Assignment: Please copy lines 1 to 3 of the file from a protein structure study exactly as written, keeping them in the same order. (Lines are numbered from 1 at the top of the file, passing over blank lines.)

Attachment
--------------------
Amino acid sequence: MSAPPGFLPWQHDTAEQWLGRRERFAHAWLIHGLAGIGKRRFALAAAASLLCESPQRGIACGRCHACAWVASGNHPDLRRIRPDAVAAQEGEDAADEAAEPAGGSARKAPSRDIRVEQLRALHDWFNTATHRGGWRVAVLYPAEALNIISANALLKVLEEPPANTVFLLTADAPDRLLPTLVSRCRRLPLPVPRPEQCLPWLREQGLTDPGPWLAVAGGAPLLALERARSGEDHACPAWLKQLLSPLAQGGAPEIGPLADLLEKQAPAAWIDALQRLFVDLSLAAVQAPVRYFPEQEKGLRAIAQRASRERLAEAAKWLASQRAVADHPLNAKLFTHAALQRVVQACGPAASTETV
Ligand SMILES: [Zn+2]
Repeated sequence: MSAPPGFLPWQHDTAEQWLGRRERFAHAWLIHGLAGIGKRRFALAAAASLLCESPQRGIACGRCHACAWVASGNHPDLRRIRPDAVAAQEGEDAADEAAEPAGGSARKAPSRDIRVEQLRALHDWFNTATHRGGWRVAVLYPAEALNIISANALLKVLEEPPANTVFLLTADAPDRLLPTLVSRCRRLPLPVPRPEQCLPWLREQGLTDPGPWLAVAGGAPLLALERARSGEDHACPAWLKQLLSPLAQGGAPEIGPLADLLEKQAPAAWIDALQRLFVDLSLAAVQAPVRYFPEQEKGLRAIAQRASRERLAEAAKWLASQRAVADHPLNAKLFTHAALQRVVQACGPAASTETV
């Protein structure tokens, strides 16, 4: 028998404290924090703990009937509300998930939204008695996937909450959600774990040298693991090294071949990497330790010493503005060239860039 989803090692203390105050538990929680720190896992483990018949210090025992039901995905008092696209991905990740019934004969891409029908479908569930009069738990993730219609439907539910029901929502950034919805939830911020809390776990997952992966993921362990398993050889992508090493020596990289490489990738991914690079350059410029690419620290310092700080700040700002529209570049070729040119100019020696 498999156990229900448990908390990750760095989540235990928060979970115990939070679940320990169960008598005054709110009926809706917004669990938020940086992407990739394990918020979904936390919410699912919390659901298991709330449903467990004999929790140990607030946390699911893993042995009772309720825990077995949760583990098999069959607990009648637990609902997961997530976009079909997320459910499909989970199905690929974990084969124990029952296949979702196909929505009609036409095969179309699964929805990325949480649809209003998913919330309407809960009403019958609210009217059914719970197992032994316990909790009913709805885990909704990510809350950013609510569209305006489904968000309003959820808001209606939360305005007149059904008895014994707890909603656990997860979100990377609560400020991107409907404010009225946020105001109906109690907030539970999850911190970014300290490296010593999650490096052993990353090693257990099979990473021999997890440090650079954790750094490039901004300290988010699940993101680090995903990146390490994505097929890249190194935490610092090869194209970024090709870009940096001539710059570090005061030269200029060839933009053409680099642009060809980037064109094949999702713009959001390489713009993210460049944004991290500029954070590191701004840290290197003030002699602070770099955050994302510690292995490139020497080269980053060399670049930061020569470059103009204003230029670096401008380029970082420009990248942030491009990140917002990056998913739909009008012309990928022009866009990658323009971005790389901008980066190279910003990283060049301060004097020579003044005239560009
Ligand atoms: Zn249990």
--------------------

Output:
Amino acid sequence: MSAPPGFLPWQHDTAEQWLGRRERFAHAWLIHGLAGIGKRRFALAAAASLLCESPQRGIACGRCHACAWVASGNHPDLRRIRPDAVAAQEGEDAADEAAEPAGGSARKAPSRDIRVEQLRALHDWFNTATHRGGWRVAVLYPAEALNIISANALLKVLEEPPANTVFLLTADAPDRLLPTLVSRCRRLPLPVPRPEQCLPWLREQGLTDPGPWLAVAGGAPLLALERARSGEDHACPAWLKQLLSPLAQGGAPEIGPLADLLEKQAPAAWIDALQRLFVDLSLAAVQAPVRYFPEQEKGLRAIAQRASRERLAEAAKWLASQRAVADHPLNAKLFTHAALQRVVQACGPAASTETV
Ligand SMILES: [Zn+2]
Repeated sequence: MSAPPGFLPWQHDTAEQWLGRRERFAHAWLIHGLAGIGKRRFALAAAASLLCESPQRGIACGRCHACAWVASGNHPDLRRIRPDAVAAQEGEDAADEAAEPAGGSARKAPSRDIRVEQLRALHDWFNTATHRGGWRVAVLYPAEALNIISANALLKVLEEPPANTVFLLTADAPDRLLPTLVSRCRRLPLPVPRPEQCLPWLREQGLTDPGPWLAVAGGAPLLALERARSGEDHACPAWLKQLLSPLAQGGAPEIGPLADLLEKQAPAAWIDALQRLFVDLSLAAVQAPVRYFPEQEKGLRAIAQRASRERLAEAAKWLASQRAVADHPLNAKLFTHAALQRVVQACGPAASTETV